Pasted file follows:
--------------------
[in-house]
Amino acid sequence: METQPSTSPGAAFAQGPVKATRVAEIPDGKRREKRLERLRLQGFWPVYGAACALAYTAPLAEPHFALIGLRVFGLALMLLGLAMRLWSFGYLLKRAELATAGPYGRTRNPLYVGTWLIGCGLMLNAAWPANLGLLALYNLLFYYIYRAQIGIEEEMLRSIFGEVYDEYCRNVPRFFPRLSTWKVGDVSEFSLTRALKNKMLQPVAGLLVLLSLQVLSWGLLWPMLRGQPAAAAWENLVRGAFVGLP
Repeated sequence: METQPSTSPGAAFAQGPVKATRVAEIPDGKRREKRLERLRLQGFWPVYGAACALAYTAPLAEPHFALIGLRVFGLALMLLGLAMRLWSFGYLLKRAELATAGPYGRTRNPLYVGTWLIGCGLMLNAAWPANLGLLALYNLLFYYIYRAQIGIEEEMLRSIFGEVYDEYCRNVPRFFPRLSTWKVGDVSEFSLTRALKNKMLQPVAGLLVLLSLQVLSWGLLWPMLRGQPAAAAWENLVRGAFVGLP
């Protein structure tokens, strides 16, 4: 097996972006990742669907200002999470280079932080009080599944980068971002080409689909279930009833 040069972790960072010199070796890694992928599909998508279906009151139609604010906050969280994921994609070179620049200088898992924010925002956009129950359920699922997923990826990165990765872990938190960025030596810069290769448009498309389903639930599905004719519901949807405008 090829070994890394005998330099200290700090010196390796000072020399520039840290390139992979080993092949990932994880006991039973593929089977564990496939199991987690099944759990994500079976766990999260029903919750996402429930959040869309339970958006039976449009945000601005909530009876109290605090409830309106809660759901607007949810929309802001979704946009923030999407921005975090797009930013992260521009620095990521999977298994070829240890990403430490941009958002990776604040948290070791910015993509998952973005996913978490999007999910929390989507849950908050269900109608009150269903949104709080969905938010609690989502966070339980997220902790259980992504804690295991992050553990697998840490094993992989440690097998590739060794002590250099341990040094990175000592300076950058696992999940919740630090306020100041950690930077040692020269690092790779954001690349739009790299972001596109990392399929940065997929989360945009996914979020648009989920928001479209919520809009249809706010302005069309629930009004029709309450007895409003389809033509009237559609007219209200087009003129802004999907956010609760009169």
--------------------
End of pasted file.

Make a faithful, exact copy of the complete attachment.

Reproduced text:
[in-house]
Amino acid sequence: METQPSTSPGAAFAQGPVKATRVAEIPDGKRREKRLERLRLQGFWPVYGAACALAYTAPLAEPHFALIGLRVFGLALMLLGLAMRLWSFGYLLKRAELATAGPYGRTRNPLYVGTWLIGCGLMLNAAWPANLGLLALYNLLFYYIYRAQIGIEEEMLRSIFGEVYDEYCRNVPRFFPRLSTWKVGDVSEFSLTRALKNKMLQPVAGLLVLLSLQVLSWGLLWPMLRGQPAAAAWENLVRGAFVGLP
Repeated sequence: METQPSTSPGAAFAQGPVKATRVAEIPDGKRREKRLERLRLQGFWPVYGAACALAYTAPLAEPHFALIGLRVFGLALMLLGLAMRLWSFGYLLKRAELATAGPYGRTRNPLYVGTWLIGCGLMLNAAWPANLGLLALYNLLFYYIYRAQIGIEEEMLRSIFGEVYDEYCRNVPRFFPRLSTWKVGDVSEFSLTRALKNKMLQPVAGLLVLLSLQVLSWGLLWPMLRGQPAAAAWENLVRGAFVGLP
């Protein structure tokens, strides 16, 4: 097996972006990742669907200002999470280079932080009080599944980068971002080409689909279930009833 040069972790960072010199070796890694992928599909998508279906009151139609604010906050969280994921994609070179620049200088898992924010925002956009129950359920699922997923990826990165990765872990938190960025030596810069290769448009498309389903639930599905004719519901949807405008 090829070994890394005998330099200290700090010196390796000072020399520039840290390139992979080993092949990932994880006991039973593929089977564990496939199991987690099944759990994500079976766990999260029903919750996402429930959040869309339970958006039976449009945000601005909530009876109290605090409830309106809660759901607007949810929309802001979704946009923030999407921005975090797009930013992260521009620095990521999977298994070829240890990403430490941009958002990776604040948290070791910015993509998952973005996913978490999007999910929390989507849950908050269900109608009150269903949104709080969905938010609690989502966070339980997220902790259980992504804690295991992050553990697998840490094993992989440690097998590739060794002590250099341990040094990175000592300076950058696992999940919740630090306020100041950690930077040692020269690092790779954001690349739009790299972001596109990392399929940065997929989360945009996914979020648009989920928001479209919520809009249809706010302005069309629930009004029709309450007895409003389809033509009237559609007219209200087009003129802004999907956010609760009169």